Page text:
By Jennifer Gentile Long, Chief Executive Officer

Survivor-centered justice isn’t a trendy motto to post on social media, or a term I add in an article or resource as an afterthought.

It is a deeply-held commitment that is inextricably tied to my very personal decision to dedicate my career to countering sexual violence, abuse, and exploitation. The voices of survivors have led me to where I am today.

Through volunteer opportunities, internships, and part-time jobs in college and law school, I had the immense privilege of learning from victims/survivors1 and child witnesses of domestic and sexual violence and exploitation. These survivors—some of whom were living in shelters or poverty—spoke often about the impact of violence on their day-to-day lives. They and their advocates provided insight into the far-reaching effects of Adverse Childhood Experiences (or ACE Factors) long before these were integrated into the public health and criminal justice lexicons. Survivors also described their encounters with the “good” and “bad” prosecutors they interacted with in the criminal justice system. Learning about the impact of the prosecutor, whose practices could heal or harm, inspired me to become one myself.

In the late 1990s, I served as an Assistant District Attorney in the Philadelphia District Attorney’s Office Family Violence and Sexual Assault Unit. It was there that I witnessed the intensity of the violence directed at sexually exploited women and girls. No matter how many cases I handled or victims I met, or how much evidence I reviewed, I was always jarred by the vicious, intentional violence and abuse hurled against sexually exploited women and girls. This abuse came not only from traffickers, but from defense attorneys who stigmatized and blamed survivors as the foundation of their case strategies. These attorneys argued that survivors weren't credible because they were involved in the sex trade. They insinuated and sometimes outright argued that sexually exploited women and girls weren't deserving of justice. In doing so, they justified and otherwise excused assailants at the expense of survivors' dignity and healing. Elevating survivors’ voices in the course of dismantling these unjust defenses was as much an honor as it was a duty.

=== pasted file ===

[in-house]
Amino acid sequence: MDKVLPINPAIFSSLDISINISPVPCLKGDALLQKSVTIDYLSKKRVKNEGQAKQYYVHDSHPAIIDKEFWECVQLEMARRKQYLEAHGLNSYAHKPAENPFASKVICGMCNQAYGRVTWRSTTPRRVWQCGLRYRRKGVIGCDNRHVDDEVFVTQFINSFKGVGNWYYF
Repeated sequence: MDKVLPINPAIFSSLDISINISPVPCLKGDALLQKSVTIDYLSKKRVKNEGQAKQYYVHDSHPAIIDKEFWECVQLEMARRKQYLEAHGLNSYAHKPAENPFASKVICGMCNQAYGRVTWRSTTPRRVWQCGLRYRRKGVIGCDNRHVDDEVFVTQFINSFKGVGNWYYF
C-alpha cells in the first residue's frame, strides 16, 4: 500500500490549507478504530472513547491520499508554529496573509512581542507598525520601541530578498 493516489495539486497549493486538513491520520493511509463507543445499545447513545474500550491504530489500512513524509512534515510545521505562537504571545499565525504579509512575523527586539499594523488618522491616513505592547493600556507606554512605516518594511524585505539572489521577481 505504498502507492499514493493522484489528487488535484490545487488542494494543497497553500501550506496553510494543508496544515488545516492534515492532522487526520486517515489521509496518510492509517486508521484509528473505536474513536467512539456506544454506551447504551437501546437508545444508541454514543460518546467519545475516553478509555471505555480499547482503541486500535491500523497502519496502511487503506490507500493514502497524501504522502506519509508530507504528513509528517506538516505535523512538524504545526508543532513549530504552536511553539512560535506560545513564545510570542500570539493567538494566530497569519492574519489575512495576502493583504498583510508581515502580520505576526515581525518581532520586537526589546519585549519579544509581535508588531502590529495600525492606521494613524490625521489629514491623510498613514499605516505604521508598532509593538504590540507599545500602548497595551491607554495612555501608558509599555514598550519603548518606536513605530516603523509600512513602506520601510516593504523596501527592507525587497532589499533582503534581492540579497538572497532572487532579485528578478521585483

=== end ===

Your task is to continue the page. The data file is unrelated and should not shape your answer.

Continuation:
When I look back at my time as a prosecutor, though, I am consumed by the countless survivors I missed when they needed to be seen. Most sexually exploited women and girls came into contact with us as defendants charged with crimes, but at the time we lacked the knowledge and the training we needed to recognize them as survivors. So instead of creating off ramps from sexual exploitation by connecting survivors with needed services, we reinforced on ramps into the Life2 by allowing survivors to cycle through the system unidentified, unsupported, and often criminalized for crimes committed under duress from their trafficker.

Over the last 25+ years, the passage of the Trafficking Victims Protection Act, increased federal funding and support for criminal justice professionals and service providers, and the implementation of new state laws have all led to increased public awareness of sexual exploitation and improved investigative and prosecutorial practices. Despite this progress, however, we have a long way left to go. Through the experiences of survivors, and the experiences of AEquitas’ staff assisting prosecutors in the field, we know sexually exploited women and girls continue to be misunderstood, criminalized, and pushed further into sexual exploitation rather than supported to exit the Life. Historically marginalized groups—including survivors who are Black and African American, Indigenous, Latin@, Asian, members of immigrant populations, or LGBTQ+ persons—are particularly vulnerable to sexual exploitation and are least likely to receive justice. As Just Exits Advisory Council Member Shamere McKenzie noted in Assessing Culpability: Context Before Conviction: